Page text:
Depending on which state you live in, a gas car ban may be coming in the next few years. Washington State is launching its clean energy future initiative that bans gas vehicles by 2030. It’s the earliest deadline in the United States.
Washington State’s Gas Car Ban
The state’s Clean Cars 2030 legislation sets a goal of requiring all light-duty vehicles to be electric. The passed bill states that any passenger vehicle manufactured in 2030 and later must be powered by electricity. It’s part of larger legislation that’s aimed at preparing the utility companies for the electric transportation.
Washington is the first to pass a legislative gas car ban instead of state government issuing an executive order. California and Massachusetts aren’t far behind. Both U.S. states have passed legislation banning gas-powered vehicles by 2035.
Washington’s legislation on gas cars has passed both the house and senate with noticeable favorability. The next step is for Washington State Governor Jay Inslee to sign it into law. The bill specifically prohibits the sale, purchase, and registration of any gas-powered vehicle in the state that was manufactured in 2030 or later. It includes any vehicles bought elsewhere and transported to the state.
The bill is more of a set of goals the state wants to meet instead of a legal requirement. Changes to the bill are expected as the state starts implementation.
The Electrification of the United States is a major trending topic for all levels of government. As the United States moves towards electric vehicles, there are going to be concerns on how we can accomplish this process. To learn more about this growing topic, check out our latest blog, here.
EV Road Usage vs VMT Fees
Electric vehicles (EV), road usage, and vehicle miles traveled (VTM) fees are included in Washington State’s ban on gas cars, but there is a stipulation. The ban on gas doesn’t go into effect until 75% of on-road vehicles are covered by the fees.
The road usage fees are designed to replace the revenue generated from the current gas tax. EV drivers would pay a similar fee for road usage based on the number of miles driven. The fee goes towards road maintenance and repairs.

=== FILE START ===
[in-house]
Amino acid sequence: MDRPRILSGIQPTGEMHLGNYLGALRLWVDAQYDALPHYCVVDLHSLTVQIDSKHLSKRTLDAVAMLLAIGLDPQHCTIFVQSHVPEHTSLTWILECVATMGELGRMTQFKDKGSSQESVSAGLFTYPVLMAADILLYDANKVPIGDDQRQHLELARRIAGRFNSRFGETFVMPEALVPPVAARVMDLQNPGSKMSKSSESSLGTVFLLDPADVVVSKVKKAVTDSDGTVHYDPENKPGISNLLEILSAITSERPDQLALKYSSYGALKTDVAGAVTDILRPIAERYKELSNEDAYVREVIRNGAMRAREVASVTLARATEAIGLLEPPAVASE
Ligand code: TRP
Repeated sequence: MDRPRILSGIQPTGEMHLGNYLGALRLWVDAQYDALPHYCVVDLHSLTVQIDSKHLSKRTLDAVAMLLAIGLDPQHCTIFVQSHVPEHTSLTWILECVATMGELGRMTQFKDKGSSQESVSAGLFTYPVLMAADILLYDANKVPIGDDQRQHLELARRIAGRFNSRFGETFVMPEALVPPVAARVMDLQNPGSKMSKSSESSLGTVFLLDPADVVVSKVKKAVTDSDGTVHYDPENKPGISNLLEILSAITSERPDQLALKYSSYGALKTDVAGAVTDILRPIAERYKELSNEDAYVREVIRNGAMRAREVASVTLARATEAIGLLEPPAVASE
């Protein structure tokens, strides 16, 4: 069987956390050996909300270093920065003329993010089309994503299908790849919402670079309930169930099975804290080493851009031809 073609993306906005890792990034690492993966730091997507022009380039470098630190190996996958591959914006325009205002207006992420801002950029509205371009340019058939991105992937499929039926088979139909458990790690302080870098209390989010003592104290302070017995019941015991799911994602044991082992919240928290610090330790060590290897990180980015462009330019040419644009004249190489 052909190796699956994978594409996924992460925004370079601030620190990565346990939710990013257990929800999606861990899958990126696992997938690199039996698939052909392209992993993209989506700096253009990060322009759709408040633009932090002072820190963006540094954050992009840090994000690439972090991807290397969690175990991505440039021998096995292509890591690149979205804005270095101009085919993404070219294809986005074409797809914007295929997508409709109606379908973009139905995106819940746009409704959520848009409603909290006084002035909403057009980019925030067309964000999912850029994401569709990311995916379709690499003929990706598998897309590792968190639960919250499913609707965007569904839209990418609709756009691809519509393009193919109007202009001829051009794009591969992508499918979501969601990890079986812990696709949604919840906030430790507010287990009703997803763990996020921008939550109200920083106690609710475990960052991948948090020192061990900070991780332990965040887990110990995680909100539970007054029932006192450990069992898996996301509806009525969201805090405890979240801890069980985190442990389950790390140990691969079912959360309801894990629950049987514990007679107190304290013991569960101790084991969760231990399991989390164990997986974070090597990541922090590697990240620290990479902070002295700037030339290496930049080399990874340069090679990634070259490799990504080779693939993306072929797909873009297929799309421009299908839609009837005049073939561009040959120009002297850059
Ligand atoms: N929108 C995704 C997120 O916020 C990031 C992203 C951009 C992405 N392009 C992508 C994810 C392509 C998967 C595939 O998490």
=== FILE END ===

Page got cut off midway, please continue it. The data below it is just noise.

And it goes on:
These fees are important, as states worry about gas tax revenue. More drivers are switching to electric vehicles, and the gas industry is also fighting back. Erroneous statements from gas proponents are forcing states to look at the feasibility of banning gas cars. The fossil fuel industry reminds states that the gas tax is responsible for keeping roads drivable.
The problem is the failing infrastructure. Roads across the country are cracked and filled with potholes, and part of the reason is the low gas tax. The fossil fuel industry pays a low road maintenance tax and doesn’t want to see an increase.
States that rely on gas tax revenue for road project funding don’t need to address the issue of road fees for electric vehicles yet, but it is a topic that will be discussed in the coming years across the United States.
Lawmakers in Washington, and other states, are already discussing how adding a weight multiplier to the proposed road usage tax will better fund infrastructure.
Washington is Ahead of California
California is the recognized leader in passing laws that protect the environment, but Washington state is now five years ahead with its 2030 ban on gas-powered vehicles. California is still the leader in EV sales, and the majority of electric car companies have their headquarters in the state. It will be interesting to see if California decides to speed up its ban on gas-powered cars and what other states will do.